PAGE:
Get access

Long-term treatment outcomes of transvaginal mesh surgery versus anterior–posterior colporrhaphy for pelvic organ prolapse

Authors


Correspondence: Dr Ke-Qin Hua and Dr Wei-Guo Hu, Department of Gynecology, Obstetrics and Gynecology Hospital of Fudan University, 419 Fang Xie Rd., Shanghai 200011, China. Email: huakeqin@126.com; doc.HWG@gmail.com

Abstract

Background

In spite of rapid growth in the use of vaginally placed mesh in pelvic reconstructive surgery, there are few reports on the long-term efficacy and safety of mesh-augmented repairs.

Aims

To compare the long-term outcomes of modified pelvic floor reconstructive surgery with mesh (MPFR) versus traditional anterior–posterior colporrhaphy (APC) for the treatment of pelvic organ prolapse (POP).

Methods

This retrospective cohort study involved 158 women who underwent surgical management of prolapse with MPFR (n = 84) or APC (n = 74) in the period between January 2007 and June 2008. Main outcome measures included pelvic organ prolapse quantification measurement, Short Form-20 Pelvic Floor Distress Inventory (PFDI-20), Pelvic Organ Prolapse/Urinary Incontinence Sexual Function Questionnaire (PISQ) questionnaires, perioperative outcomes, complications and a personal interview about urinary and sexual symptoms. Statistical analysis included comparison of means (Wilcoxon test or Student's t-test) and proportions (χ2 test).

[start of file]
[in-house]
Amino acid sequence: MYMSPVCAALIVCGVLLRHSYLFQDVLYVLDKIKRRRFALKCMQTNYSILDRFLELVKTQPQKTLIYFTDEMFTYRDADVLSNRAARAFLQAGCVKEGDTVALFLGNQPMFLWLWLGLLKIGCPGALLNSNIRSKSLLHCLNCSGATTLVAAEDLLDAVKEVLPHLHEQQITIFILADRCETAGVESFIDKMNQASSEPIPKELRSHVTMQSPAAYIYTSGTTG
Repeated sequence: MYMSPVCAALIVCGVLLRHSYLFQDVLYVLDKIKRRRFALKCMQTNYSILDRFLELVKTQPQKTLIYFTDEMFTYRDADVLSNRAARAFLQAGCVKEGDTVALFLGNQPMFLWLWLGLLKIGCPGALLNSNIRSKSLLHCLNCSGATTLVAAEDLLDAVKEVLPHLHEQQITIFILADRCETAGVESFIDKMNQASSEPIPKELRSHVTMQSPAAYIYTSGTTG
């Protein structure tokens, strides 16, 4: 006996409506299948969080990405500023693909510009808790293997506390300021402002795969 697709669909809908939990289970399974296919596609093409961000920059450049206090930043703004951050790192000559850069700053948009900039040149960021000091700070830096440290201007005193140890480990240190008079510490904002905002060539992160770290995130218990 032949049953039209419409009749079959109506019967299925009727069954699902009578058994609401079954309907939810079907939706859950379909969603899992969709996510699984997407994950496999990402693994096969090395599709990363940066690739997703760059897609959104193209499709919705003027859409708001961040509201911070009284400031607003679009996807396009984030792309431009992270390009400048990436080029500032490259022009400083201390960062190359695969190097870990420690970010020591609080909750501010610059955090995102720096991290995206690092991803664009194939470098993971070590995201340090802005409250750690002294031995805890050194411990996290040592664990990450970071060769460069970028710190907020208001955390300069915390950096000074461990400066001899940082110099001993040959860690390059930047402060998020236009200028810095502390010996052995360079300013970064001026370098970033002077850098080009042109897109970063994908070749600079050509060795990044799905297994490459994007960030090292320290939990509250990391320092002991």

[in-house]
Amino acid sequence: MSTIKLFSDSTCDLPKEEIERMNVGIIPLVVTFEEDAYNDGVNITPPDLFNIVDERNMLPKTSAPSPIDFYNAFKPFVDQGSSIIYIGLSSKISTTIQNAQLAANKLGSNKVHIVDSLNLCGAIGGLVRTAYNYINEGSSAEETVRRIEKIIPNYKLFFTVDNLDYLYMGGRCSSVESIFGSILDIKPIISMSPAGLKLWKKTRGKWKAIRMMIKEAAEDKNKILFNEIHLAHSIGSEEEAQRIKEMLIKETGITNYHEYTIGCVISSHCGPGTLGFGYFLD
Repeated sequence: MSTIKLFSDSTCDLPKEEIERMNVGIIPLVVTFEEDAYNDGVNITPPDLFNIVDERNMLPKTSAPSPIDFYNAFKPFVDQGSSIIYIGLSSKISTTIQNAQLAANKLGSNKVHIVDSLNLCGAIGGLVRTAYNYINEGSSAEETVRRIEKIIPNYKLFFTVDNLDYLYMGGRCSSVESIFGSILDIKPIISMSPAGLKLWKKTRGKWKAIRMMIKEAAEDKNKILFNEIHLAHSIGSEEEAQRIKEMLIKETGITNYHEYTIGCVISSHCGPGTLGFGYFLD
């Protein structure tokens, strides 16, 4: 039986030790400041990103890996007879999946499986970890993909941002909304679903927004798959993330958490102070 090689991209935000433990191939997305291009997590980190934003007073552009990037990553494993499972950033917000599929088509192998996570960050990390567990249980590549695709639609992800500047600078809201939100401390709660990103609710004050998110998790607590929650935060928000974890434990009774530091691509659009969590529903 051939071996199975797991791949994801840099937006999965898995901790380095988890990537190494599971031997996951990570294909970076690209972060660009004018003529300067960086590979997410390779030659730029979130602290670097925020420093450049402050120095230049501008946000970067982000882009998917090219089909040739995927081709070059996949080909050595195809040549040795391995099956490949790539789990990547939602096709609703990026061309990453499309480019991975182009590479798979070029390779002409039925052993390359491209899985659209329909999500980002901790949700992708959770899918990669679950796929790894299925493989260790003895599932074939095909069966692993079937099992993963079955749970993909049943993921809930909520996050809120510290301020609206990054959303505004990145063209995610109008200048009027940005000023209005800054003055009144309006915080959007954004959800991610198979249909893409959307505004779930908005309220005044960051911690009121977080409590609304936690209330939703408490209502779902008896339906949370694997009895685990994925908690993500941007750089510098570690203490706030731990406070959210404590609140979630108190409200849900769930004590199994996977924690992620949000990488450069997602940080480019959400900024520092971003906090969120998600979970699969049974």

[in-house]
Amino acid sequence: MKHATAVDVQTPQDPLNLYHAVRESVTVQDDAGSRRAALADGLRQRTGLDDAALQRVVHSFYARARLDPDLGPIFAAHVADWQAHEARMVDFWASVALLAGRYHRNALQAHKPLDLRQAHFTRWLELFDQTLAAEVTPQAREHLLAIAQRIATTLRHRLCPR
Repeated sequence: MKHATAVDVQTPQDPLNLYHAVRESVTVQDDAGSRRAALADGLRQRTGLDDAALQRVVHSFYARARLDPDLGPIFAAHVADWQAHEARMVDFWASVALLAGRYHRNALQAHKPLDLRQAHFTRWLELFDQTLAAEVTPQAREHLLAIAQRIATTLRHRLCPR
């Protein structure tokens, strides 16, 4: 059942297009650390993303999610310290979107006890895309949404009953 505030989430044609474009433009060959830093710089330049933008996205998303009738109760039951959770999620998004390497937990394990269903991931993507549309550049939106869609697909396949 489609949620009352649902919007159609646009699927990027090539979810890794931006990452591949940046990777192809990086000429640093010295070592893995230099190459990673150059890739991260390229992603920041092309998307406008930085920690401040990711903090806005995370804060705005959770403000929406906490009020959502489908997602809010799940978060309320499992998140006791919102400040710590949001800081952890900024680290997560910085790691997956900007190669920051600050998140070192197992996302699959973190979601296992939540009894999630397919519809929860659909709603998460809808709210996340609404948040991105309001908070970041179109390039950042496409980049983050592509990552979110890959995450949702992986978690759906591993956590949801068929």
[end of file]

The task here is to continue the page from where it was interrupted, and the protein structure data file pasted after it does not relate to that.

Results

Anatomical success rate for MPFR and APC was 88.1 versus 64.9% (= 0.001), with a median follow-up of 55 versus 56 months (range 49–66 months, = 0.341). Both operations significantly improved quality of life, and a greater improvement was seen in MPFR group than in APC group (= 0.013). Complication rates did not differ significantly between the two groups. The mesh erosion rate was 3.6%.

Conclusion

Modified pelvic floor reconstructive surgery with mesh had better anatomical and functional outcomes than APC at 4–5 years postoperation, as an alternative, cheap and effective treatment option to mesh kits for the management of POP.

Get access to the full text of this article

Ancillary